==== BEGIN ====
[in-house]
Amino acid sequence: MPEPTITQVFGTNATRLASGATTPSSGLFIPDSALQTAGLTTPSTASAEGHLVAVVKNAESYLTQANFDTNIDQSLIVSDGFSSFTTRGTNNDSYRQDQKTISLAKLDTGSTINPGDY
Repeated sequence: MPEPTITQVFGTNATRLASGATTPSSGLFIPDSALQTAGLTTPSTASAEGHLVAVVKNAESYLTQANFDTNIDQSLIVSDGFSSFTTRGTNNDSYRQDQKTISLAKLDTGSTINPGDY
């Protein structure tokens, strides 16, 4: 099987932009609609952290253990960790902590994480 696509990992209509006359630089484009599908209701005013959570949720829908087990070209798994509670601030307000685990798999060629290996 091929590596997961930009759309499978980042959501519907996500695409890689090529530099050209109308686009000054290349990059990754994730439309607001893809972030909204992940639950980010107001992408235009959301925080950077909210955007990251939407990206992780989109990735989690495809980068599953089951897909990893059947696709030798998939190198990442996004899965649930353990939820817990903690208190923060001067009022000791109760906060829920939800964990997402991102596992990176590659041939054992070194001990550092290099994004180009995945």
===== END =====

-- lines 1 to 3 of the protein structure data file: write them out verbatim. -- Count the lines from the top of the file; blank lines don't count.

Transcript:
[in-house]
Amino acid sequence: MPEPTITQVFGTNATRLASGATTPSSGLFIPDSALQTAGLTTPSTASAEGHLVAVVKNAESYLTQANFDTNIDQSLIVSDGFSSFTTRGTNNDSYRQDQKTISLAKLDTGSTINPGDY
Repeated sequence: MPEPTITQVFGTNATRLASGATTPSSGLFIPDSALQTAGLTTPSTASAEGHLVAVVKNAESYLTQANFDTNIDQSLIVSDGFSSFTTRGTNNDSYRQDQKTISLAKLDTGSTINPGDY